County poor 1970. 377 31
rownaldp poor 1670, 073 4,1,1
County taz, 1871, '13.621 441
Bounty 1871, 11,1.84 tr. i
*tato 1874, - 51.
County poor 19710 4 095 20
Townehm Poor '7l, 7,460 CO
31tlitla tae 1571, 1,351 ot,
county tax. 1872, 40.237 84
state 1872, 2,002 71
Poor 1372. ,0,250 Qt
Militia tax 1972; ' 1,531 CO
tastes, on seated,
• 'antra r'by Corte, 223 50i
tsOunty tax do, • 057 42
Poor do, - 63 Ou
State do, 07
Comutorm'h costs, 14.0 48
County tonne, 207 64
(}White and al, 1.431 16
N 010501:, R Horse. 233 00
The Audltors Illogn.county harlngexanabied and
audited the adcounts and voi,/,. O. Cox, Trea•
;surer of said counts , d) allow thew as above stated.,
Witness our luinds at Wellsbaro Ibis 26141.:4145" btAlazi.
naz7, ;871 . ' ISRAEL S`,IONE,
- • 'pacuatp,f-`""'"'', •
,• - _
.I . .Sunty tax of 1569, $93 85
_kb:lb:meats 1869, 20 46
Aottuty tax 1169, . 101 3b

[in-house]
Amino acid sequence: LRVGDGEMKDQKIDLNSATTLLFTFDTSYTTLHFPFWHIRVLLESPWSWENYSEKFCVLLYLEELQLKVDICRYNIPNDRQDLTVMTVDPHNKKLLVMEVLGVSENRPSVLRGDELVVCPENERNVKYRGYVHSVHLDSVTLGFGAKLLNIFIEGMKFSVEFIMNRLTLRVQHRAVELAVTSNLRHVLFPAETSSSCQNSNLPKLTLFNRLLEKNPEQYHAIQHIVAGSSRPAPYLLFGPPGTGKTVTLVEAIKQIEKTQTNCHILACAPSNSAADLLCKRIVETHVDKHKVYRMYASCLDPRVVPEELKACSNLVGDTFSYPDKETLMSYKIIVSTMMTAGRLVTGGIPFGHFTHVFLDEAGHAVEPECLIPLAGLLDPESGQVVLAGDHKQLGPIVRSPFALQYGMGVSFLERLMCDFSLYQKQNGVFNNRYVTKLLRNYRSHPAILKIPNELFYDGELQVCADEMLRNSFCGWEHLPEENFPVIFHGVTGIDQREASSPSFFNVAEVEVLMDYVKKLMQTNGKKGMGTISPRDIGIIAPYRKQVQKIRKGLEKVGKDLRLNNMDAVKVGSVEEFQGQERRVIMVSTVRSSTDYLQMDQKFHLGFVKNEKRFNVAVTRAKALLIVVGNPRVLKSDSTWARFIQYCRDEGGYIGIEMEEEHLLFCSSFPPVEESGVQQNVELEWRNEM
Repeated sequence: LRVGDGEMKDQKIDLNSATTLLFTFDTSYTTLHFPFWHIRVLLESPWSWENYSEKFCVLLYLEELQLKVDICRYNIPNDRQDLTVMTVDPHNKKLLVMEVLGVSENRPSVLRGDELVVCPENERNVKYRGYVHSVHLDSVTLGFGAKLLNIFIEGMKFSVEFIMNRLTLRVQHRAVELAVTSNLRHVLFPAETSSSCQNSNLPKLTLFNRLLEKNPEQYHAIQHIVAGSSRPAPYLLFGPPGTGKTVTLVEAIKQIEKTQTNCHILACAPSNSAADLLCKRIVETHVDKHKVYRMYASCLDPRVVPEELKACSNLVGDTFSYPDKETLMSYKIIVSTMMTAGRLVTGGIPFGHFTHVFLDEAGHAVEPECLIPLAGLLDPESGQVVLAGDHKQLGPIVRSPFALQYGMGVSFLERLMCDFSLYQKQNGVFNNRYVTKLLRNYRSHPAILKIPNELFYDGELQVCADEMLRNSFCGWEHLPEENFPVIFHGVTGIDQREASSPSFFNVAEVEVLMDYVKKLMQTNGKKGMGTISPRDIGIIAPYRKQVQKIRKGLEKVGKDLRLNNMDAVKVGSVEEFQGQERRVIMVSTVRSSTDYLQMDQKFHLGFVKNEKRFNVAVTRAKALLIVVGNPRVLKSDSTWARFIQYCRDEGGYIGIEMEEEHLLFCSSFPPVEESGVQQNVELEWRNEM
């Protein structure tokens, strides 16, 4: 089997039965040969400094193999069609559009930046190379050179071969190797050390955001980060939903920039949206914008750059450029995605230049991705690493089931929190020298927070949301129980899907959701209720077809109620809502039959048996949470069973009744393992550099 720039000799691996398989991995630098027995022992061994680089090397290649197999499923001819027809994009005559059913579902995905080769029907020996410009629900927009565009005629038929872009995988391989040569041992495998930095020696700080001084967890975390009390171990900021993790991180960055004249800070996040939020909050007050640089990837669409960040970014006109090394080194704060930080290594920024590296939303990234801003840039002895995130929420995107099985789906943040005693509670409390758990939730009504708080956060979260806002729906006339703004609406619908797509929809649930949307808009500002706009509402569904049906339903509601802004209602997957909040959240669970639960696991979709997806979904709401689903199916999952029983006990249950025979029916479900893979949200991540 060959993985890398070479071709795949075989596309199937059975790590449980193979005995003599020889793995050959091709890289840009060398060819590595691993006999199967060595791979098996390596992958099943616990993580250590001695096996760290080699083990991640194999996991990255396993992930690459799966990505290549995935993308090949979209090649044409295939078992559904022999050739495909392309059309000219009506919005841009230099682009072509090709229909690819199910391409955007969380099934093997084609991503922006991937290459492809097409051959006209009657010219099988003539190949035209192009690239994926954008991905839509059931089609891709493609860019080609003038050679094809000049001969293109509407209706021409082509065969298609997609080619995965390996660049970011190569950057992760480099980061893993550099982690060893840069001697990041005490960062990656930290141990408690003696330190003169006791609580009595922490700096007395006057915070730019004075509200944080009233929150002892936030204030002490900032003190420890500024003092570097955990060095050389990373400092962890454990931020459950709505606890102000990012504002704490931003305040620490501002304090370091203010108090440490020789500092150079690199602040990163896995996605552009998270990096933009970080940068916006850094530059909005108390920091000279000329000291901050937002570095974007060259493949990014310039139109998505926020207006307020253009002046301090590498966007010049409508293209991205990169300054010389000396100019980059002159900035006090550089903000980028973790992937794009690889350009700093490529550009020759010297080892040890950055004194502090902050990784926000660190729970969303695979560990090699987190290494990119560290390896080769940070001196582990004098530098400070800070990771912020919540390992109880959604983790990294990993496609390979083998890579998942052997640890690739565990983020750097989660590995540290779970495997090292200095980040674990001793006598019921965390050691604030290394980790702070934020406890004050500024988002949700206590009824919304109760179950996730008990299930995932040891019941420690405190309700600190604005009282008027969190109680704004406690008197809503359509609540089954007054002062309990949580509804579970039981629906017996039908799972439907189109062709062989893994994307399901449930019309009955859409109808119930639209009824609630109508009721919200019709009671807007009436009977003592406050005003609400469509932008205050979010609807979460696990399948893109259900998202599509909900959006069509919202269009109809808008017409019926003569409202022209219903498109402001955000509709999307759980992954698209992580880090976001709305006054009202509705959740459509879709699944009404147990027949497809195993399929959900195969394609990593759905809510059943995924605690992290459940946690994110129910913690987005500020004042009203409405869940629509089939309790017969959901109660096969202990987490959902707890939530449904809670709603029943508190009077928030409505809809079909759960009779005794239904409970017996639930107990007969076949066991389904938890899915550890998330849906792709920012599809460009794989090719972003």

County poor 1869, .541
lownsuip poor 1869, 6 41,
...'ounty t, 1870, 171 4.
Abutclueuf /870, 253 lb
;.B.,outy tax /870, - 351 78
rAbutcm'c'tio'y 1870, 321 71
:ital.! tux 1870, 72 5.
Abatclucrits tat '7O, Ou lb
Country poor le7o. 120 /4
townennppoor 1870, 45 6i'
Abatelueutti county, 132 68
Ab4tellitutB tuwle,p, 011 31'
;Cblltity tax 1871, 1:641 91
Ruunly 1371, 1,220 77
!StAte tax 1.871, 246 97-
bounty poor 1811, 769 44
'rowublup poor '7l, 1,222 03
blibtla.' tut.. 1811, 418 07 -
0.01/ullss/001+ Co'y, 1,'28711
Do bounty 1871, 022 60
llu btate 1671, 114 lo
IDo county poor '71,, 212 74
Do town'p poor '7l, - aaa 87
1111 tuAtia 1671, 68 76
A latelneuta co'y '7l, 018 31
[ Do bounty 1871, 2,71,654
Do State /871, . 159 51
Do ounty poor '7l, 252 11:
Du tuwl.l poor 1871, 360 14
I Do Inititta 167/, 457 88
I Couuty tax 1672, 18,892 91
Stuto 1872, ;.. 1,648 53
P00r,1872. " ' 4;974 00